April 11, 2024
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April 11, 2024
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Knock Knock, Who’s Not There?

The me’il (robe) was one of the eight vestments that the kohen gadol wore. This robe wasn’t a simple trench coat or “frock,” but rather the Torah tells us that the hem of this particular robe was to be designed with “pomegranates of blue, purple and crimson wool, on its bottom hem all around, and golden bells in their midst all around” (Shemot 28:33). Essentially, when the kohen gadol would walk around, his presence would be heard. The Torah explains that this was necessary when the kohen gadol would enter to perform the avodah: “…and its sound shall be heard when he enters the Sanctuary before Hashem and when he leaves…” (ibid 28:35). What’s the significance of having the kohen gadol’s presence be heard before he enters to do the avodah?

The midrash (Vayikra Rabbah 21:8) quotes a behavior of Rebbi Yochanan, who, when he would visit the house of Rebbi Chanina, would emit a sound [in order to indicate his arrival]. The midrash explains that Rebbi Yochanan learned this behavior from our pasuk quoted above, that the kohen gadol would make noise [from the bells] before entering the sanctuary. The midrash seems to provide an understanding for why it was necessary for the kohen gadol’s presence to be heard: namely, to teach us the idea of “knocking” before entering someone else’s home—to make your presence known before coming into someone else’s boundaries. The kohen gadol was entering Hashem’s “house,” and by making noise before entering, by “knocking, ” so to speak, this was demonstrating the proper way to act before entering the space of another.

There is another incredible midrash that amplifies this idea. In Parshat Bereishit, Adam sins in Gan Eden, and the pasuk says that in the aftermath of the sin, Hashem called out to Adam asking “where are you?” It sounds a little odd that Hashem would ask Adam where he is, but the midrash explains the deeper meaning. Hashem was teaching us derech eretz, that a person should never suddenly enter his friend’s house, just like Hashem stood at the entrance of Gan Eden and called out to Adam (meaning, the same way Hashem did not barge into Adam’s life and space [Gan Eden], but rather first alerted him by asking “where are you”). Even though Adam sinned in what seemed to be a place that Hashem allowed him to stay, and even though Adam sinned against Hashem Himself, Hashem nevertheless shows us the extent of derech eretz in the area of being sensitive to another person’s boundaries.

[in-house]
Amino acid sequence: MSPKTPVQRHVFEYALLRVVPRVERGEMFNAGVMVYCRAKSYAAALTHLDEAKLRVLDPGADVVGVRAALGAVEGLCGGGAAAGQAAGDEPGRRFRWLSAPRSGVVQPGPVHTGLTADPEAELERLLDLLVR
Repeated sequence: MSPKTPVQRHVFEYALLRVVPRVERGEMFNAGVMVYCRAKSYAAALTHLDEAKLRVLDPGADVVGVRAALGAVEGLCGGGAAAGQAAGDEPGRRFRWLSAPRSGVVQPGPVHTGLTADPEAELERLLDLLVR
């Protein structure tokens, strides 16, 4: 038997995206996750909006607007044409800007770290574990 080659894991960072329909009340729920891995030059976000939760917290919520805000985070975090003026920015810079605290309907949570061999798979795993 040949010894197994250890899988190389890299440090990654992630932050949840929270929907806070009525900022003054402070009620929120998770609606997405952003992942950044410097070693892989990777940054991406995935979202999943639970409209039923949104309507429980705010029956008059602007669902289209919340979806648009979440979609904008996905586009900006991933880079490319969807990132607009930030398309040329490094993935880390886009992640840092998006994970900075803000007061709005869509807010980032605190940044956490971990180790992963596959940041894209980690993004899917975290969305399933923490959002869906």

This lesson of respecting another person’s space almost seems obvious, perhaps more with those who we are unfamiliar with. Everyone knows it’s basic protocol to knock before coming into someone’s home. However, usually it’s with the people who are closer to us that we may lack sensitivity toward their space and privacy. It seems that Rebbi Yochanan was quite familiar with Rebbi Chanina, and yet he was meticulous in this sensitivity. Moreover, Hashem was more than just familiar with Adam, and yet as well expressed this behavior.

Another interesting thought that I had was that the pasuk of the kohen gadol where we learn this derech eretz indicates that the “bell lesson” was not just to announce his arrival, but that it was also to announce his departure: “…its sound shall be heard when he enters…and when he leaves.” It’s curious why the sound needs to be heard also when he leaves. We can understand the idea of derech eretz upon him entering, but why does he need to also “knock” before leaving? I thought that perhaps we learn from here another idea of derech eretz that is not so obvious. Sometimes when we go to people’s houses, especially by bigger events, we almost think to ourselves that we don’t necessarily need to say good-bye. One may say, “After all, what difference does it make if I announce that I’m leaving?” Yet, perhaps this is also a lesson in derech eretz: the same way people appreciate your knock to enter, they also appreciate your knock to leave. We can imagine that it’s somewhat impolite to leave without notice, the same way we can imagine this being an indecency for the kohen gadol to suddenly turn and leave upon completion of the avodah. (Even when in prayer we take three steps back and don’t just turn away and depart.) A person’s space is precious to him, and it’s important that we let them know when we come, and also when we leave.


Binyamin Benji is a graduate of Yeshivat Rabbeinu Yitzchak Elchanan and Wurzweiler School of Social Work. He currently learns in Brooklyn and is the author of the Sephardic Congregation of Paramus’ weekly Torah Talk. He can be reached at
[email protected].

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